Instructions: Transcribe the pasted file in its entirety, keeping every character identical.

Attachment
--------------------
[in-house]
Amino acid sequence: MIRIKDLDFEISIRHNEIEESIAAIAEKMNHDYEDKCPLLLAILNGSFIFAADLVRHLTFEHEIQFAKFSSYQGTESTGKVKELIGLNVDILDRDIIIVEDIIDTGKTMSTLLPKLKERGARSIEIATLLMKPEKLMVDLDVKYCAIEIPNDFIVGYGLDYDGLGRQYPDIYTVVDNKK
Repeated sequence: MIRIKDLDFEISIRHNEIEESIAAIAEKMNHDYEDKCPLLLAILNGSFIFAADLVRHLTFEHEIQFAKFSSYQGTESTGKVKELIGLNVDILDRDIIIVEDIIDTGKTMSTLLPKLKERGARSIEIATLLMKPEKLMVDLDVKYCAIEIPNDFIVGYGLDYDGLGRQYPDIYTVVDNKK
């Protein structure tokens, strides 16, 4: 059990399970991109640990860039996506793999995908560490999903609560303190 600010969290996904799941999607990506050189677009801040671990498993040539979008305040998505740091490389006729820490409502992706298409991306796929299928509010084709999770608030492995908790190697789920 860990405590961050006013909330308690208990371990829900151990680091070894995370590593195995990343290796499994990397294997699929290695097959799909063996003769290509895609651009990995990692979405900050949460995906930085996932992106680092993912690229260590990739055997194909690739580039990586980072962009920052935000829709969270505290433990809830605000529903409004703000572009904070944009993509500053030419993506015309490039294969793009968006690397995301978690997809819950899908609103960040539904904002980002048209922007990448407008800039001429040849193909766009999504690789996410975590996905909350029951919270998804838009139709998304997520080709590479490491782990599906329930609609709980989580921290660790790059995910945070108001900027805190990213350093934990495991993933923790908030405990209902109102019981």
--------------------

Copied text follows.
[in-house]
Amino acid sequence: MIRIKDLDFEISIRHNEIEESIAAIAEKMNHDYEDKCPLLLAILNGSFIFAADLVRHLTFEHEIQFAKFSSYQGTESTGKVKELIGLNVDILDRDIIIVEDIIDTGKTMSTLLPKLKERGARSIEIATLLMKPEKLMVDLDVKYCAIEIPNDFIVGYGLDYDGLGRQYPDIYTVVDNKK
Repeated sequence: MIRIKDLDFEISIRHNEIEESIAAIAEKMNHDYEDKCPLLLAILNGSFIFAADLVRHLTFEHEIQFAKFSSYQGTESTGKVKELIGLNVDILDRDIIIVEDIIDTGKTMSTLLPKLKERGARSIEIATLLMKPEKLMVDLDVKYCAIEIPNDFIVGYGLDYDGLGRQYPDIYTVVDNKK
């Protein structure tokens, strides 16, 4: 059990399970991109640990860039996506793999995908560490999903609560303190 600010969290996904799941999607990506050189677009801040671990498993040539979008305040998505740091490389006729820490409502992706298409991306796929299928509010084709999770608030492995908790190697789920 860990405590961050006013909330308690208990371990829900151990680091070894995370590593195995990343290796499994990397294997699929290695097959799909063996003769290509895609651009990995990692979405900050949460995906930085996932992106680092993912690229260590990739055997194909690739580039990586980072962009920052935000829709969270505290433990809830605000529903409004703000572009904070944009993509500053030419993506015309490039294969793009968006690397995301978690997809819950899908609103960040539904904002980002048209922007990448407008800039001429040849193909766009999504690789996410975590996905909350029951919270998804838009139709998304997520080709590479490491782990599906329930609609709980989580921290660790790059995910945070108001900027805190990213350093934990495991993933923790908030405990209902109102019981």